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Aardvark Daily

New Zealand's longest-running online daily news and commentary publication, now in its 24th year. The opinion pieces presented here are not purported to be fact but reasonable effort is made to ensure accuracy.

Content copyright © 1995 - 2018 to Bruce Simpson (aka Aardvark), the logo was kindly created for Aardvark Daily by the folks at aardvark.co.uk



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What the scammers say about this site

June 2008

Since I published these pages and posted the video below to YouTube, I've had a raft of responses from scammers who are fighting hard to defend themselves and their claims from the evidence I've presented.

One site even went so far as to post a blow-by-blow appraisal of my evidence and then declare that the YouTube video at the foot of that page was somehow *proof* that I was wrong and that HHO are not scams.

Well here's that video:

Did you hear any mention of HHO gas or electrolysis?

No you didn't - because this has absolutely *nothing* to do with these scammy HHO systems.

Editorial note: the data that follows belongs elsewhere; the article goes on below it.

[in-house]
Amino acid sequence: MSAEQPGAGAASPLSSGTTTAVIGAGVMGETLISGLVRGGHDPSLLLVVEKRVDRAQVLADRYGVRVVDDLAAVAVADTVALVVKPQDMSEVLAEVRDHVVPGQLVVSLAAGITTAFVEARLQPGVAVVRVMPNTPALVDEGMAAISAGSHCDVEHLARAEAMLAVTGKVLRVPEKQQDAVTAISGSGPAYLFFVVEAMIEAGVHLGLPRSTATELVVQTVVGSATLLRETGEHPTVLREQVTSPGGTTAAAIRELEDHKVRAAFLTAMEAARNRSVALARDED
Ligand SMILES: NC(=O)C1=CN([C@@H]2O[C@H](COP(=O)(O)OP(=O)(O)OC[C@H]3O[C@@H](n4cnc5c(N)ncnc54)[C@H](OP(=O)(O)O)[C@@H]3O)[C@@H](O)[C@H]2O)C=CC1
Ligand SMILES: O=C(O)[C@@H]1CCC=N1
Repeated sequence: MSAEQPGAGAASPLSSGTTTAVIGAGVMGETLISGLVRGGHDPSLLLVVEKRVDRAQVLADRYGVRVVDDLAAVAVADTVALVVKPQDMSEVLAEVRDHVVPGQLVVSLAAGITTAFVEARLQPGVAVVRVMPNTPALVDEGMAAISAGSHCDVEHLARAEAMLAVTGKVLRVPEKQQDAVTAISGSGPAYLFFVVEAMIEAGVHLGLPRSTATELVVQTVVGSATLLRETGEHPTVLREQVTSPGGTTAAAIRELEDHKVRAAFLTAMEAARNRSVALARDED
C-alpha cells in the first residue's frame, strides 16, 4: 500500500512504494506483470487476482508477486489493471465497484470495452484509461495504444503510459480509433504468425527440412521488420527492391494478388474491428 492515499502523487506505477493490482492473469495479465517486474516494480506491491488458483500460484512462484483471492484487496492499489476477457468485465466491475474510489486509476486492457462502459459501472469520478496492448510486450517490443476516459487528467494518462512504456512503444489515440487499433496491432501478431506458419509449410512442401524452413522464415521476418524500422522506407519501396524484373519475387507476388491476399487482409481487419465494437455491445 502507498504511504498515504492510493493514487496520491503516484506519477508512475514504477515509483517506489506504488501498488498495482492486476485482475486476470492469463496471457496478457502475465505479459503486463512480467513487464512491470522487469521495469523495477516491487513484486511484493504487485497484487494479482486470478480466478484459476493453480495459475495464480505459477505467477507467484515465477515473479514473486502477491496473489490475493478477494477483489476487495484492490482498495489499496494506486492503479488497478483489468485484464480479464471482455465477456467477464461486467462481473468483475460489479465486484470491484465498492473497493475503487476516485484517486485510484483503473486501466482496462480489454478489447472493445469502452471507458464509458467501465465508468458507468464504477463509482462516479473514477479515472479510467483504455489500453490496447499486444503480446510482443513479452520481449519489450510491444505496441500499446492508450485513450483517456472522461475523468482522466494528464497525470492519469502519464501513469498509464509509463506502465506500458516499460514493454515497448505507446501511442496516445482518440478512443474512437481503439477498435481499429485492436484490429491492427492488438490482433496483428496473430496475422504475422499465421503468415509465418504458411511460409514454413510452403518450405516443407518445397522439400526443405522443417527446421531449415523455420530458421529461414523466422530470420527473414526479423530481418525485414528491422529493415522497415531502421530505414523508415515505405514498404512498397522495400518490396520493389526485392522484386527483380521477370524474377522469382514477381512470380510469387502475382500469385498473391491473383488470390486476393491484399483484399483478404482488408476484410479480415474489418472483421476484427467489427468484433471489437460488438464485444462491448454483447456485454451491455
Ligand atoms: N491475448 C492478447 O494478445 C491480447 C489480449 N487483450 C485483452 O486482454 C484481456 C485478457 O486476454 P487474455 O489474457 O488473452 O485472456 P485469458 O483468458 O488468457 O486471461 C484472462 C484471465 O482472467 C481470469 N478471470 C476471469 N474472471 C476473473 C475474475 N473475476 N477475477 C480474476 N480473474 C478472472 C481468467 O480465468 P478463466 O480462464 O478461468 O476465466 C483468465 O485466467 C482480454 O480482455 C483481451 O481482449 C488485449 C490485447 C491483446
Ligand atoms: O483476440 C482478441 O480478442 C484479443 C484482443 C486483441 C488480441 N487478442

So how could this work? How can you have a car that really does appear to run on water?

Well anyone who has some basic high-school science behind them can figure it out - but watch this video for a little clue:

Yes, that's right. You can extract hydrogen from water very simply by simply introducing a metal such as lithium, sodium, potassium and a number of others. When this reaction takes place, the result is the release of hydrogen and the formation of an alkaline solution being a hydroxide of the metal involved.

The Japanese car picture uses a similar metal reaction with water to create hydrogen that is then fed into a hydrogen fuel-cell that generates electricity that then powers the small motors driving the wheels.

It does not breach the laws of thermodynamics and has absolutely nothing to do with the scams I'm talking about.

So why don't we all drive vehicles that generate their own hydrogen using lithium and water like the Japanese car?

Simple, it takes a lot of energy to produce metalic lithium from the natural ores found in nature. Only a tiny amount of that energy is returned in this reaction so the overall efficiency is extremely low. It's also a rather dangerous reaction and if exposed to air, lithium can spontaneously combust creating a fire that is very difficult to put out (adding water only generates more flamable hydrogen gas!).

The very fact that so many HHO scammers are using video of this vehicle as way to try and lend credibility to their scams shows that they are either totally ignorant of the science involved or (far more likely) simply resorting to even more deception in an attempt to empty your wallet.

Quick navigation of this feature:

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The Great "Run Your Car On Water" Scam

 

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